An Invitation to Transformational Dialogue
(5 weeks) Thursday evenings, beginning February 2nd @ 7pm
Led by: Revs. T. Michael Rock and Corii Varner
- understand racial justice?
- know what White Privilege is all about?
- want to engage in a dialogue that isn’t about guilt?
- want to work for racial equity?
We will provide a safe space for exploring these topics.
Our guide will be the curriculum from United Church of Christ, White Privilege: Let’s Talk (free download).
400 years of institutionalized racism has put African-Americans at a huge disadvantage. The only way to solve it…. is to recognize it.
Here are a couple of things you should know about us:
We love you. We strive to show our love to God by loving you.
We believe that you are created in God’s image.
We believe that we are called to follow Christ: in loving, in accepting, in teaching, in forgiving, in serving, in sacrifice.
We believe that your story, added to ours, will make us more whole.
Our core values are:
hope, faith, love, equality,
compassion, justice, and meaning.
We have had these values for over 125 years.
Sunday, December 11th @ 6:30pm
This will be a quiet service of meditation and prayer for those who are feeling lost and alone this holiday season. This service reminds us that sometimes this season is difficult for many people.
Saturday, December 24th
4pm ~ Children’s Pageant & Advent Candle Lighting
A service of hope and compassion for those who are wondering in the desert and looking for a star.
9:45pm ~ Service of Lessons and Carols with Candlelight
Prelude music will start the service and our short meditation will bring us all into the state of reverence and remembrance.
Sunday, December 25th @ 10am
Special Guest – Joe, the Innkeeper
This is a beautiful service for those wishing to find meaning on a Holy Day.
Come as you are – PJ’s welcome.
“We claim faith in a God who became incarnate and lived among us, who shared intimately in our suffering and grief. We believe in a God who brings resurrecting power to the most desperate places. Let us witness to that faith now. Let us bring that same manner of profound presence and transforming love to this moment in time. Pray for the families and friends of Philando Castile and Alton Sterling, for communities filled with anger and despair, for the families of police officers killed and injured in Dallas last night, and for law enforcement here and everywhere.”
We witness with our presence, our care, and our concern. Please take the time to read this pastoral letter from Shari Prestemon.
In response to last week’s horrific Orlando tragedy, Reverend Shari Prestemon, MN UCC Conference Minister, sent out the following to everyone who attended the annual conference:
June 14, 2016
Dear Minnesota Conference UCC,
Just days ago, 300 of us convened for the 54th Annual Meeting of the Minnesota Conference. On Saturday, Reverend Traci Blackmon called us to step into the breach to repair what is unjust and heal what is broken; she challenged us to step out onto the streets where such brokenness and injustice rage daily. Then on Sunday morning, as we gathered for celebration and worship together, we received the tragic news from Orlando. 49 children of God were killed in a LGBT nightclub by one hate-filled gunman. More than 50 others were injured, and across that Florida city and all over this nation scores of people were stunned by yet one more incident of mass gun violence.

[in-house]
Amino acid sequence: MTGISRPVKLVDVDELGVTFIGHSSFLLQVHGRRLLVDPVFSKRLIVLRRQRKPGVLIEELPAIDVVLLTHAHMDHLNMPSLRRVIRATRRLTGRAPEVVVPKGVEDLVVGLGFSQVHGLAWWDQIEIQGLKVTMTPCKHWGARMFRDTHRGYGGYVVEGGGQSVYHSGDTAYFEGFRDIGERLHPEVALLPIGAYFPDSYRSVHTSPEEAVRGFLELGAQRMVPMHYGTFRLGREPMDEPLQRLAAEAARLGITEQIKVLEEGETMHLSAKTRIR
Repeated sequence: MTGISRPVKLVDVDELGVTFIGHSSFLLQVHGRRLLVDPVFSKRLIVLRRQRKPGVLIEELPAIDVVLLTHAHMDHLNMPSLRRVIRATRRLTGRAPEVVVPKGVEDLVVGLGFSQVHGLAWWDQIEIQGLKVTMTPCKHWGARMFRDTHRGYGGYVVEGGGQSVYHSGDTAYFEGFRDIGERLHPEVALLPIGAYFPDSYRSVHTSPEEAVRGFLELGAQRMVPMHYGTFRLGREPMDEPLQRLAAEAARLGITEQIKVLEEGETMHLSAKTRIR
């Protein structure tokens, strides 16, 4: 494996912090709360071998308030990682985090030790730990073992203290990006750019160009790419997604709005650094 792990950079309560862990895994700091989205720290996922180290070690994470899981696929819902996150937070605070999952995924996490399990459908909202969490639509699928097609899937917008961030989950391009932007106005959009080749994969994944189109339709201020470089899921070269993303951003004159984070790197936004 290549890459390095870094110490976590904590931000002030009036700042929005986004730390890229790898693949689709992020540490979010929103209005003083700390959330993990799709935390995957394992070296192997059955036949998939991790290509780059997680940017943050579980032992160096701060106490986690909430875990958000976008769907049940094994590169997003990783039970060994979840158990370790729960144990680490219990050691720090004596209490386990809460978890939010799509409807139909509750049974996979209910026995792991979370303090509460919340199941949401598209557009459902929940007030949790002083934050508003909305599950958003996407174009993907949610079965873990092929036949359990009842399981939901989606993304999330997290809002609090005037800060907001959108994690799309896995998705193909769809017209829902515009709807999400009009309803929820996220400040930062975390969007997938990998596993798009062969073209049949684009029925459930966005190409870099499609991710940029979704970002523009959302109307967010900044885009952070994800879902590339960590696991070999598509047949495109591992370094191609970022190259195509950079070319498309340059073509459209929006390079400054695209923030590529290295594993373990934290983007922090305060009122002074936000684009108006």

We wept together Sunday morning, the last day of our gathering. We prayed. We lifted our laments to God. And then I preached of a fear that has taken our country and our churches hostage, and of a faith that calls us instead to undaunted courage.
We need that courage now more than ever, because the fear and anger and deep grief we feel in the aftermath of the Orlando massacre is viscerally real. We should indeed be angry. This was not a ‘random’ act of violence. This was violence specifically aimed at the LGBT community, a community that has for too long been the target of vicious hatred and violence. We should be angry that insufficient gun laws made it easy for someone who had actually been on the FBI’s watch list to get assault weapons and use them to express his twisted version of how the world should be.
But let us not let our anger — as justified as it is — be the last or only word. Let us not let our fears about a world that seems to be going stark raving mad paralyze our response. Instead let us raise a different voice, and witness to a different way.
Let us stand in the face of this hatred and violence and grief and speak of a God whose love is extravagant, whose welcome is wide. Let us declare that LGBT persons are precious children of God, made in God’s image, held in God’s bountiful grace. Let us refuse to fall prey to an interpretation of this horrific event that paints all Muslims as terrorists, and rather stand with our peace-loving Muslim neighbors in stubborn solidarity. Let us hold vigils and strengthen community and lift our prayers together. And let us sign petitions and preach sermons and join protests that signal our refusal to accept gun violence and gun worship as normative in our nation.
This is a moment for our kind of faith — loving, passionate, and unifying. This is a moment for courage.
Holding you in peace,
Reverend Shari Prestemon